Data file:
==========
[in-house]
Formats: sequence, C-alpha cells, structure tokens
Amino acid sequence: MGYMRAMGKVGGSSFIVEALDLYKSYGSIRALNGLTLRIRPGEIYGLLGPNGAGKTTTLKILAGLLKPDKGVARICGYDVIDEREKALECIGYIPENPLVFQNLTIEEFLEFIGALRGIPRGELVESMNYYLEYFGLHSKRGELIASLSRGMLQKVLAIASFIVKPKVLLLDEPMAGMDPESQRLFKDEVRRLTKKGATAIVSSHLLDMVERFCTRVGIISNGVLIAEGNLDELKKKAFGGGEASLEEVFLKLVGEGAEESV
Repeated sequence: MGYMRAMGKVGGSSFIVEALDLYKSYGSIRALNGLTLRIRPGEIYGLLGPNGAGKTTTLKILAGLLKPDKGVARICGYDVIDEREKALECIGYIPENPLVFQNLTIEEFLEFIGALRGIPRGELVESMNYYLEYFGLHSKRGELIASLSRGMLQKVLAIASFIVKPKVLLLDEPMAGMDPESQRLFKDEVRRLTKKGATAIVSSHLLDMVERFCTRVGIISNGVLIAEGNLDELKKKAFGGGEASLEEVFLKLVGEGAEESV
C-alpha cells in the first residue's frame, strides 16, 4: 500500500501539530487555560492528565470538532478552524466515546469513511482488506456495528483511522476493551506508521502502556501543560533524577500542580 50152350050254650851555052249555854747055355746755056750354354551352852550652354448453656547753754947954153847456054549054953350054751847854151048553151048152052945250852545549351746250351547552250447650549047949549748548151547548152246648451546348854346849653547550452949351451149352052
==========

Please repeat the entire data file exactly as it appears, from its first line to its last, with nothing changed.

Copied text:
[in-house]
Formats: sequence, C-alpha cells, structure tokens
Amino acid sequence: MGYMRAMGKVGGSSFIVEALDLYKSYGSIRALNGLTLRIRPGEIYGLLGPNGAGKTTTLKILAGLLKPDKGVARICGYDVIDEREKALECIGYIPENPLVFQNLTIEEFLEFIGALRGIPRGELVESMNYYLEYFGLHSKRGELIASLSRGMLQKVLAIASFIVKPKVLLLDEPMAGMDPESQRLFKDEVRRLTKKGATAIVSSHLLDMVERFCTRVGIISNGVLIAEGNLDELKKKAFGGGEASLEEVFLKLVGEGAEESV
Repeated sequence: MGYMRAMGKVGGSSFIVEALDLYKSYGSIRALNGLTLRIRPGEIYGLLGPNGAGKTTTLKILAGLLKPDKGVARICGYDVIDEREKALECIGYIPENPLVFQNLTIEEFLEFIGALRGIPRGELVESMNYYLEYFGLHSKRGELIASLSRGMLQKVLAIASFIVKPKVLLLDEPMAGMDPESQRLFKDEVRRLTKKGATAIVSSHLLDMVERFCTRVGIISNGVLIAEGNLDELKKKAFGGGEASLEEVFLKLVGEGAEESV
C-alpha cells in the first residue's frame, strides 16, 4: 500500500501539530487555560492528565470538532478552524466515546469513511482488506456495528483511522476493551506508521502502556501543560533524577500542580 50152350050254650851555052249555854747055355746755056750354354551352852550652354448453656547753754947954153847456054549054953350054751847854151048553151048152052945250852545549351746250351547552250447650549047949549748548151547548152246648451546348854346849653547550452949351451149352052